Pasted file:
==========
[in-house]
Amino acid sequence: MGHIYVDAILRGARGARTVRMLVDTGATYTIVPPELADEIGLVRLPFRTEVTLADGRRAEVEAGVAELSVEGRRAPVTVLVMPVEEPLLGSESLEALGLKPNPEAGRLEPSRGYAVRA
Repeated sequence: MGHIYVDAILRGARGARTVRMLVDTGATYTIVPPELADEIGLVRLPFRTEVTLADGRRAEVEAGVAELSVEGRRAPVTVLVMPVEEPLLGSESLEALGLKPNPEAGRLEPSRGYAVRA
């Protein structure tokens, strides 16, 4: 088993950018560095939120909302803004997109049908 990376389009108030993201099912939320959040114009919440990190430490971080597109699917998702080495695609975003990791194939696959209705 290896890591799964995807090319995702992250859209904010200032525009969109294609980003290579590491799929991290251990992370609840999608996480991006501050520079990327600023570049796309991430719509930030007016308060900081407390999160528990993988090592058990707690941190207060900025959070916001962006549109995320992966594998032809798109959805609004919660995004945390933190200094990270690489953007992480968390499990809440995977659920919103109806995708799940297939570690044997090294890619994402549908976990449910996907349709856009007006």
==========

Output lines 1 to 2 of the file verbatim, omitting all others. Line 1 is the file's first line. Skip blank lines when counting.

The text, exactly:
[in-house]
Amino acid sequence: MGHIYVDAILRGARGARTVRMLVDTGATYTIVPPELADEIGLVRLPFRTEVTLADGRRAEVEAGVAELSVEGRRAPVTVLVMPVEEPLLGSESLEALGLKPNPEAGRLEPSRGYAVRA